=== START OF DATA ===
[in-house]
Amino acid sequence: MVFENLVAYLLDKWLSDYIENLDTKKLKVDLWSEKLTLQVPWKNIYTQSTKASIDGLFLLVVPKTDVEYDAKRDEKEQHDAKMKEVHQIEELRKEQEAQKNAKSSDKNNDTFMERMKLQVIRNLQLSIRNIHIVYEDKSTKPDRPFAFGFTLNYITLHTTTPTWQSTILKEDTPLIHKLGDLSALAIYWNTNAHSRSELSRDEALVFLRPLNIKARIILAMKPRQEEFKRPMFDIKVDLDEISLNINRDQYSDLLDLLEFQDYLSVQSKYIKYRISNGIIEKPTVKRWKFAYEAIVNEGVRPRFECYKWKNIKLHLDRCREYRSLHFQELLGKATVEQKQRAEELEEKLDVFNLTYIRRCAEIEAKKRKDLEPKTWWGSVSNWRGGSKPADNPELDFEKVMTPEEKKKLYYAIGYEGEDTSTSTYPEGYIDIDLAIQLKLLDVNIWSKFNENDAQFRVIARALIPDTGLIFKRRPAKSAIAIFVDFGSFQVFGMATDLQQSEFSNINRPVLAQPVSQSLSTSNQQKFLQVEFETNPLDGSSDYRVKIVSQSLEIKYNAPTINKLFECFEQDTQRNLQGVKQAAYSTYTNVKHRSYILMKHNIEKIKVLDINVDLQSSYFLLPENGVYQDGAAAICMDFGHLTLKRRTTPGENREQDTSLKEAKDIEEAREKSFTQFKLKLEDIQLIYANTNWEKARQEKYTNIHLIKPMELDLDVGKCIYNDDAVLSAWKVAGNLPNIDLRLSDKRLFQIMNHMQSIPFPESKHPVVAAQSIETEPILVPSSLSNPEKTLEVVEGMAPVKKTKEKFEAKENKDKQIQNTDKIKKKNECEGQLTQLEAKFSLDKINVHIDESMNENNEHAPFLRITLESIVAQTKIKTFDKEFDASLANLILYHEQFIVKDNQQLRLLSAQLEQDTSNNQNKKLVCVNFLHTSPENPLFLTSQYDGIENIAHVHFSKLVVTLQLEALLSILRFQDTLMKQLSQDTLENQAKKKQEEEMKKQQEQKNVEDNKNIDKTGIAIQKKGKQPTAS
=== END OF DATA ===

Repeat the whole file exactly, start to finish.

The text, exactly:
[in-house]
Amino acid sequence: MVFENLVAYLLDKWLSDYIENLDTKKLKVDLWSEKLTLQVPWKNIYTQSTKASIDGLFLLVVPKTDVEYDAKRDEKEQHDAKMKEVHQIEELRKEQEAQKNAKSSDKNNDTFMERMKLQVIRNLQLSIRNIHIVYEDKSTKPDRPFAFGFTLNYITLHTTTPTWQSTILKEDTPLIHKLGDLSALAIYWNTNAHSRSELSRDEALVFLRPLNIKARIILAMKPRQEEFKRPMFDIKVDLDEISLNINRDQYSDLLDLLEFQDYLSVQSKYIKYRISNGIIEKPTVKRWKFAYEAIVNEGVRPRFECYKWKNIKLHLDRCREYRSLHFQELLGKATVEQKQRAEELEEKLDVFNLTYIRRCAEIEAKKRKDLEPKTWWGSVSNWRGGSKPADNPELDFEKVMTPEEKKKLYYAIGYEGEDTSTSTYPEGYIDIDLAIQLKLLDVNIWSKFNENDAQFRVIARALIPDTGLIFKRRPAKSAIAIFVDFGSFQVFGMATDLQQSEFSNINRPVLAQPVSQSLSTSNQQKFLQVEFETNPLDGSSDYRVKIVSQSLEIKYNAPTINKLFECFEQDTQRNLQGVKQAAYSTYTNVKHRSYILMKHNIEKIKVLDINVDLQSSYFLLPENGVYQDGAAAICMDFGHLTLKRRTTPGENREQDTSLKEAKDIEEAREKSFTQFKLKLEDIQLIYANTNWEKARQEKYTNIHLIKPMELDLDVGKCIYNDDAVLSAWKVAGNLPNIDLRLSDKRLFQIMNHMQSIPFPESKHPVVAAQSIETEPILVPSSLSNPEKTLEVVEGMAPVKKTKEKFEAKENKDKQIQNTDKIKKKNECEGQLTQLEAKFSLDKINVHIDESMNENNEHAPFLRITLESIVAQTKIKTFDKEFDASLANLILYHEQFIVKDNQQLRLLSAQLEQDTSNNQNKKLVCVNFLHTSPENPLFLTSQYDGIENIAHVHFSKLVVTLQLEALLSILRFQDTLMKQLSQDTLENQAKKKQEEEMKKQQEQKNVEDNKNIDKTGIAIQKKGKQPTAS